Early beginnings offer only a glimpse of these young artists’ musical futures.

Alfred Ukudeev-Freema

Staff Writer

    “One day I was bored, and I was like, sh—, I’ma make some music. So I made some music.”

     Vaishnav Desabhatla (11) is his name, but everybody calls him VAISH. He started back in quarantine, rapping over pre-made beats with an immature voice like a middle schooler who’d just figured out Garageband. Except instead of hearing lyrics about Fortnite, you’d hear lyrics about depression that just didn’t make much sense.

     “Like yeah, at first it was bad, but you just gotta keep at it, ya feel me?”

     Over time, his music changed. VAISH went from basic YouTube beats to more instrumental sounds, immersing the vocals of samples with his own voice, serving a chaotic but interesting texture. 

     “I love Earl Sweatshirt—I got an Earl CD. I also got, like, two MF DOOM vinyls. And Mac Miller. I f—kin’ love Mac Miller.”

     He’s cited those artists as his inspirations, and their influences can be seen in his melancholic lyrics, or angsty musical texture: a unique style for a culture of SoundCloud rappers so poised on appearing tough. Because, at the end of the day, VAISH’s goal is to tell a story that his listeners can relate to, some comfort for their own tales and troubles of life.

     “I was listening to Kid Cudi and I was just sad, you know? And then Cudi said something, and it was like, ‘Oh, he feels that, too!’” 

     During the interview, VAISH stops to scream “STREAM VAISH” to some poor souls passing by. They nod their heads and leave. Later, they return to tell us they enjoyed one of his tracks.

     And that phrase VAISH is a familiar phrase for students at American High. Along the lockers and whiteboards and supposedly every single school bathroom stall, those two words appear in their striking large fonts, the bad hand-writing most synonymous with VAISH.

     “You just gotta build up your name one way or the other.”

     Like Martin Scorsese before Mean Streets, auteur VAISH shamelessly self-promotes at every chance he gets. At one point, he was mentioned on the school intercom during morning announcements.

     “We were just supporting our boy,” says super-fan Ashwin Bhat (11) who was doing the announcements that day. “VAISH’s name is one that needs to be heard around the world.”

     Even with some of his most die-hard fans, there is a question of their sincerity. Do they really like his music? Or are they just following some cruel joke?

     “Some people are just gonna hate, man,” says VAISH with his back slouched and his legs on the table. “This one guy told me he hated my stuff, so I just said to him, I said, ‘I love you, too.’ And the next day, we were cool.”

     Contrasting VAISH’s humble beginnings, THE ROACHEZ bursted into the scene in August of 2022, releasing an EP, titled… EP. It’s a team of three: Farhan Chaudhury (11), Adrian Vidthiyani (12), and James Dingle (12). Their genre is a bit unclear. Would it be fair to call them anti-pop? Funk? THE ROACHEZ move beyond one singular genre, contrasting rough 808s with a soft guitar, changing rhythms in the middle of their songs. Or how they describe it as…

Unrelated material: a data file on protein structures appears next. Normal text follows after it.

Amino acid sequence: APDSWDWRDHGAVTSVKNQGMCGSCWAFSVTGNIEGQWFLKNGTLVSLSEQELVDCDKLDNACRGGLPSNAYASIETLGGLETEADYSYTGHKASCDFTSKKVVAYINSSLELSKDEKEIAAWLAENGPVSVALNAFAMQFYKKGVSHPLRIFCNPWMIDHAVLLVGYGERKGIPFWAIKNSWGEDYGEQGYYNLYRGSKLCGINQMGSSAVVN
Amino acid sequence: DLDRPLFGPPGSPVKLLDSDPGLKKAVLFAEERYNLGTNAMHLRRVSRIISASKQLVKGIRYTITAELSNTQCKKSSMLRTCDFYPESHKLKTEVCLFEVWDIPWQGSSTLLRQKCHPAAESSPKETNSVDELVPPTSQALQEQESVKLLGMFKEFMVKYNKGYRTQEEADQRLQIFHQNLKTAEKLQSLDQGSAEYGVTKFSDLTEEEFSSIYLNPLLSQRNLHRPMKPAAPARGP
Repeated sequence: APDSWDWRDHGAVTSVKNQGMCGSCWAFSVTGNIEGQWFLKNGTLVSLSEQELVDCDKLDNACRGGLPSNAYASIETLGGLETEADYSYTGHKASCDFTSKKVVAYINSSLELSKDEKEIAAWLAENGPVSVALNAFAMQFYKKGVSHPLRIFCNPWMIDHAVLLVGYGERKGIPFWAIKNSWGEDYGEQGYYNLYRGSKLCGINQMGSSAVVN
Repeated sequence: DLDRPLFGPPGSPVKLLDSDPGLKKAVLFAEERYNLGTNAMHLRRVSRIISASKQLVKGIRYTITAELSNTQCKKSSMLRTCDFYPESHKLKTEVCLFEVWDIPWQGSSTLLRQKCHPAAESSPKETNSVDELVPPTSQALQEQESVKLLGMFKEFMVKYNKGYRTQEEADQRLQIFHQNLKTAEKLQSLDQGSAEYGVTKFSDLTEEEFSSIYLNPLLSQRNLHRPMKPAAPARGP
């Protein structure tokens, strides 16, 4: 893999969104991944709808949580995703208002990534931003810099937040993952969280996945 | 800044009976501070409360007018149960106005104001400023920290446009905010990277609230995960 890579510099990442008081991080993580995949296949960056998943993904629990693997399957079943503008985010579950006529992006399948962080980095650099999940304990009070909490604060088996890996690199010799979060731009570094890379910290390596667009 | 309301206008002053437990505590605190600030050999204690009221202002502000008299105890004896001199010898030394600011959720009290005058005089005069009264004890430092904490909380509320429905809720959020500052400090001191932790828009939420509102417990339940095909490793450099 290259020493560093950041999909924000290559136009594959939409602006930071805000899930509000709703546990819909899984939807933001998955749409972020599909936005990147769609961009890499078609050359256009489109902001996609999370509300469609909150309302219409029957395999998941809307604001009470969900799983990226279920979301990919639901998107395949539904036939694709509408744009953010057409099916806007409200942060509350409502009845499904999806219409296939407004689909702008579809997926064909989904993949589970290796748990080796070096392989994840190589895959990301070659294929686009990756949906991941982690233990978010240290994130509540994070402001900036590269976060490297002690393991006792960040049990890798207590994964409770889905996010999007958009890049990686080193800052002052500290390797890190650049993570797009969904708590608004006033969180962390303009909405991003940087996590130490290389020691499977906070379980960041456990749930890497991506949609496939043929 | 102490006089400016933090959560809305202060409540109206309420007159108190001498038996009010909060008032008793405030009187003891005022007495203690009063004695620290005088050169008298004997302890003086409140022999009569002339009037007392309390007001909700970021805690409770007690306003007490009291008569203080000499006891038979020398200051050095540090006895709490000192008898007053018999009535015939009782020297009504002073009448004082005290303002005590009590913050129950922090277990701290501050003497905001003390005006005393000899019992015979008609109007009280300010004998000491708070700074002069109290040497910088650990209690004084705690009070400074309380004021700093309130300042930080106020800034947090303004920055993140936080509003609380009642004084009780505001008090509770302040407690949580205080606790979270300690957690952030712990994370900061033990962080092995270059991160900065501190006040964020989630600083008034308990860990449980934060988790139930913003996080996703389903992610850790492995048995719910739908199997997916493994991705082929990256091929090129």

“Sexually appealing,” says Dingle, who plays bass. “Orgasmic.”

     “My favorite artist at the moment, number one, is obviously THE ROACHEZ,” says Farhan Chaudhury before flexing his SpotifyStats. All six of his most played songs are select tracks from THE ROACHEZ’s EP.

     So how did they start? Why make music their thing? Well, all members have a band background; Chaudhury’s been at it for a while, claiming the first song he made to be all the way from kindergarten. “My brother had a trumpet. And, like, I saw the trumpet. So I made music on the trumpet. Blew the horn. That was it. ”

     Unfortunately, it was never recorded. And so, Chaudhury’s first song is forever lost in the void of faded memory. He plays the sousaphone now (although, evidence of this instrument being a real thing is lacking). Sometimes when the day is over and students wait for their time to leave, his playing can be heard, roaring from the grass field, deep buzzing from the clearing.

     “Or you can hear him screaming like a madman,” one witness noted.

     Then there’s the fans. Even VAISH admits he likes some of their songs.

     “I like SNEAKY LNK; they be doin’ some cool stuff there,” he says.

     What about competition? Any bad blood?

     “Nah,” VAISH nods. “They’re the homies.”

     In truth, THE ROACHEZ are doing quite well for their beginnings. It’s been three months, and they’ve already accumulated over 2,000 listeners on Spotify. 

     “Eventually, we want every single Spotify user to listen to our music,” says James Dingle. “Especially our German following. Shout out to the Germans.”

     “And achieve GOAT status,” Chaudhury blurts. 

     There’s an air of similarity among these artists. Upon asking VAISH about his direction, where he believes his music will go, he holds a simple answer.

     “Somewhere big,” he says. “That’s all I know.”

     And there’s not much else he has to say. He sits there silent for a moment, staring out behind him. Then he walks away.

     One band. One artist. Their early beginnings of musical careers offer only a glimpse of their future. 

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